China's Next Generation Should Look to Zhu

Op-ed in the Financial Times

April 9, 2012

Remember that issue with the Chinese currency? As markets await this week’s economic data releases from Beijing, it is easy to be complacent over its mercantilist exchange rate policies. Now concern is shifting to whether China has a hard landing ahead.

Foreign exchange reserves have stabilized at about $3.2 trillion. The renminbi has appreciated by about 30 percent against the US dollar since 2005. Despite all this, however, the renminbi problem is still not a thing of the past.

The good news is that there is an opening for the reformist wing of the current Chinese leadership to follow the model of Deng Xiaoping’s protégé and former Prime Minister Zhu Rongji to look abroad to address the problem. It should do so, for the benefit of China and the world.

Leave aside the question of whether the world’s fastest-growing and still-poor economy should be running such large (if shrinking) current account surpluses. The self-insurance motive for building reserves was met at least a trillion dollars ago. Even the desire for export-driven growth has become less attractive because of the overinvestment, inefficiency, and corruption associated with the range of policies supporting mercantilism.

But policies remain mercantilist. By how much? One way of assessing the competitiveness of the Chinese economy is to compare Chinese prices with those of other countries, taking into account that richer countries tend to have higher prices. If a country’s prices are lower than what might be expected given its standard of living, its currency is undervalued (and vice versa). This is the purchasing power parity method for assessing currency valuation.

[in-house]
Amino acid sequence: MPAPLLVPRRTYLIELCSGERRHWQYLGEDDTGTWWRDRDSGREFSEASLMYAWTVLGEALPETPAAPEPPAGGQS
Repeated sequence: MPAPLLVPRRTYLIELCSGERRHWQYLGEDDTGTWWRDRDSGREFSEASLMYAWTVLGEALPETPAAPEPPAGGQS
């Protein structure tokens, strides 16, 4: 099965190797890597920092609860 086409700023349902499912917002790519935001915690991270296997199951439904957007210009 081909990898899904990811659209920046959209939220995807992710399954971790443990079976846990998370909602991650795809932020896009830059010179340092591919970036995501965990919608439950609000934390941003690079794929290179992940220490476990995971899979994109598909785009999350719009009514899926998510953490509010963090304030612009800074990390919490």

My calculations suggest that the renminbi remains substantially undervalued, by about 30 percent against the dollar. The mercantilist juggernaut is alive and well.

Unsurprisingly, China’s partners have been exercised by the policies underlying such undervaluation. Discussions are afoot in several international forums—the International Monetary Fund (IMF), the G-20, and most recently in the World Trade Organization (WTO)—to define standards for mercantilist exchange rate policies and to find effective ways of enforcing them.

Not all these attempts reflect rich country grievances. In fact, China poses competitive problems for other developing countries, because it is these countries that are China’s main competitors. In recent research with Aaditya Mattoo of the World Bank and Prachi Mishra of the IMF, we show that China’s exchange rate has a substantial effect on the exports of other developing countries that compete with China in third-country markets. For example, a 10 percent appreciation of the renminbi could increase exports of competitors by between 2 and 6 percent.

How can China definitively address the renminbi problem? The reformers within China are aware that the answer lies in opening up the capital account and freeing up interest and exchange rates. The opposition to reform remains substantial, however, and the leadership transition later this year appears to have sharpened the divide over economic reforms.

But, emboldened (or liberated) by the prospect of relinquishing power later this year, the reformers are increasingly asserting the case for change. The reform-imbued World Bank China 2030 report bearing the government’s imprimatur, the recent moves to open the capital account, and, most striking of all, premier Wen Jiabao’s call to break the monopoly of the state banks, all reflect the new-found zeal for reform.

China’s reformers need all the help they can get to overcome the domestic opposition. It might seem counterintuitive to suggest that a strong, powerful, and fiercely nationalistic country such as China can get help from the outside. But there is a recent historical precedent. About a decade ago, Mr. Zhu shrewdly used accession to the WTO as a way of furthering domestic and external liberalization, often against public and political opinion.

Today’s reformers can similarly harness the lever of international cooperation to help liberalize China’s exchange rate and financial sector policies. The right forum for and design of cooperative efforts will need to be worked out. But how fitting and effective it would be for Mr. Zhu’s protégé, Mr. Wen, to turn to the same source of help at the same twilight stage of his professional career—and for the same laudable reason of pushing through reform.